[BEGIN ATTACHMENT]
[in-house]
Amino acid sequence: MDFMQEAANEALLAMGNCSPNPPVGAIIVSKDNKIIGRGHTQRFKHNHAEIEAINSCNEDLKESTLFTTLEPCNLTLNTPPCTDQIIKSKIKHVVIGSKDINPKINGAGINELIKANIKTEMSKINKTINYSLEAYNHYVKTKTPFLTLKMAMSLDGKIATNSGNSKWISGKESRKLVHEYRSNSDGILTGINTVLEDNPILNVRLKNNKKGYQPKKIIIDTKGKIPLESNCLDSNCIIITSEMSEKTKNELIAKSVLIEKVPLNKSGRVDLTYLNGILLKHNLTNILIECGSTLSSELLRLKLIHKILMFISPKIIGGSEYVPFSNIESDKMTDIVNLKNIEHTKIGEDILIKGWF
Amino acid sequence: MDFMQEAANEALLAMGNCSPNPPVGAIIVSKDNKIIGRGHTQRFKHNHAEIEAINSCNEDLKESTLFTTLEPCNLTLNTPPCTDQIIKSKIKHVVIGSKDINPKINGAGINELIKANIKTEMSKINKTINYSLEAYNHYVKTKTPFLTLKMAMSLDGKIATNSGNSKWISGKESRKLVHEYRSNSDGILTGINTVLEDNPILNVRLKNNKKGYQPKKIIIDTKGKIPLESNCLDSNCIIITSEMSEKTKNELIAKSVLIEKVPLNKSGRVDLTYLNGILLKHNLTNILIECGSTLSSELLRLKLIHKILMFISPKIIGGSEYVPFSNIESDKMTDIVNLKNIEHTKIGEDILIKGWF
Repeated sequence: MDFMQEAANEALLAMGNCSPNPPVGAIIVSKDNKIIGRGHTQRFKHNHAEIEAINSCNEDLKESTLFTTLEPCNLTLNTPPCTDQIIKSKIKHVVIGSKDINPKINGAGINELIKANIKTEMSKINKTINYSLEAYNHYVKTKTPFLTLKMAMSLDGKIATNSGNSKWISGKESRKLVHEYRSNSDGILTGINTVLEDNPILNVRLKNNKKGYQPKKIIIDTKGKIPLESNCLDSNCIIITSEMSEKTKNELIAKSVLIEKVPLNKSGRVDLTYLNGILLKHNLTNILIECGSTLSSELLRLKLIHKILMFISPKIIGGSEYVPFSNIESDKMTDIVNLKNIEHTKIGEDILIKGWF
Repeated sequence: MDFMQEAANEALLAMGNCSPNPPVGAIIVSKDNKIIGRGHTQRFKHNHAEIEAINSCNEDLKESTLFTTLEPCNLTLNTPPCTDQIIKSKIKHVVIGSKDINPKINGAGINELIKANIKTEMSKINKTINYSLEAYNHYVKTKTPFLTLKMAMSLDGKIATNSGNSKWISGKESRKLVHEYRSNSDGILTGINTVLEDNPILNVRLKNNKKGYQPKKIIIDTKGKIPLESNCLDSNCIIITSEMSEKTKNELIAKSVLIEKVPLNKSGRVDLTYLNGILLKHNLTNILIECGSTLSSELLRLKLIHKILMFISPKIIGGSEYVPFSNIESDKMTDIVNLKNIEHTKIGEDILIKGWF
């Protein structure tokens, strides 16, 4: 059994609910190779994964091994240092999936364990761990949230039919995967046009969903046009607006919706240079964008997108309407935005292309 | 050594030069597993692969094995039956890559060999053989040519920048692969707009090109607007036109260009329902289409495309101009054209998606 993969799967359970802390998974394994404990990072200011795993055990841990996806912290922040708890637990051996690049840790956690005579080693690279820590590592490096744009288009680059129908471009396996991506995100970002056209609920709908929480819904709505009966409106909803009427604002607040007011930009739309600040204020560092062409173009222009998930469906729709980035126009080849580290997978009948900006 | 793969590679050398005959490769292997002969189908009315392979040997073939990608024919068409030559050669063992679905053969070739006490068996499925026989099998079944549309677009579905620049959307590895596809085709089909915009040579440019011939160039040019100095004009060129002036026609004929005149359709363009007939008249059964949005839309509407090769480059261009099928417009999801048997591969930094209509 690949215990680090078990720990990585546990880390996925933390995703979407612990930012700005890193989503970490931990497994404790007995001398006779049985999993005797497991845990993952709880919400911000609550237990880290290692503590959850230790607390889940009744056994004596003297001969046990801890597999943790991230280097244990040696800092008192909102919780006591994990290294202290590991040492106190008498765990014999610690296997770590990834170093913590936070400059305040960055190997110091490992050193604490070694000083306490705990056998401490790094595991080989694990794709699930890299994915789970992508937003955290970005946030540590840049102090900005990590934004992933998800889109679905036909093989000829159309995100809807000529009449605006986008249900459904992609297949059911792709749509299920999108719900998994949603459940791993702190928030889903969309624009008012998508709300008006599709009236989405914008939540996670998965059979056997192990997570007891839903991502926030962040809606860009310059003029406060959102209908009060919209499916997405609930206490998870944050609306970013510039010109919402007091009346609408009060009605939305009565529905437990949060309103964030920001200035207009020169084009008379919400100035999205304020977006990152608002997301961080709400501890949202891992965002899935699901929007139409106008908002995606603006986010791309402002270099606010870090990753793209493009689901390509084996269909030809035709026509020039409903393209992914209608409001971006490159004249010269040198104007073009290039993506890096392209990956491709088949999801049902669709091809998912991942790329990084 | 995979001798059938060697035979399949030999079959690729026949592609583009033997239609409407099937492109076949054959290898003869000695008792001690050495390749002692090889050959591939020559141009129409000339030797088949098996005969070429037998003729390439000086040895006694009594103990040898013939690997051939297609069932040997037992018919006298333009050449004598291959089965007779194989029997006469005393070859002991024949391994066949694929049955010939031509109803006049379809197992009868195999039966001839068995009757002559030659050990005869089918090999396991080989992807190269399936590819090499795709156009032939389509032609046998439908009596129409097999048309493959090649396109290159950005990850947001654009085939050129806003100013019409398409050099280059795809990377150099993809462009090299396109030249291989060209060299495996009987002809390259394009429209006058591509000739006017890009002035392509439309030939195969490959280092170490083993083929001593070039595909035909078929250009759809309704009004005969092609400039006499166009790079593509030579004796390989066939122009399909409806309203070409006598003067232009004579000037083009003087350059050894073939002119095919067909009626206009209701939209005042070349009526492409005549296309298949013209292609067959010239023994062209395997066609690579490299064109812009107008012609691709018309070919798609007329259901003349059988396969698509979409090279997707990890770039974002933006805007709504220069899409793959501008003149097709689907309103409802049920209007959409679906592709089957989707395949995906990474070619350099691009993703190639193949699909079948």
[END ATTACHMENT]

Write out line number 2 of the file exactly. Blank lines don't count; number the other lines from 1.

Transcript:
Amino acid sequence: MDFMQEAANEALLAMGNCSPNPPVGAIIVSKDNKIIGRGHTQRFKHNHAEIEAINSCNEDLKESTLFTTLEPCNLTLNTPPCTDQIIKSKIKHVVIGSKDINPKINGAGINELIKANIKTEMSKINKTINYSLEAYNHYVKTKTPFLTLKMAMSLDGKIATNSGNSKWISGKESRKLVHEYRSNSDGILTGINTVLEDNPILNVRLKNNKKGYQPKKIIIDTKGKIPLESNCLDSNCIIITSEMSEKTKNELIAKSVLIEKVPLNKSGRVDLTYLNGILLKHNLTNILIECGSTLSSELLRLKLIHKILMFISPKIIGGSEYVPFSNIESDKMTDIVNLKNIEHTKIGEDILIKGWF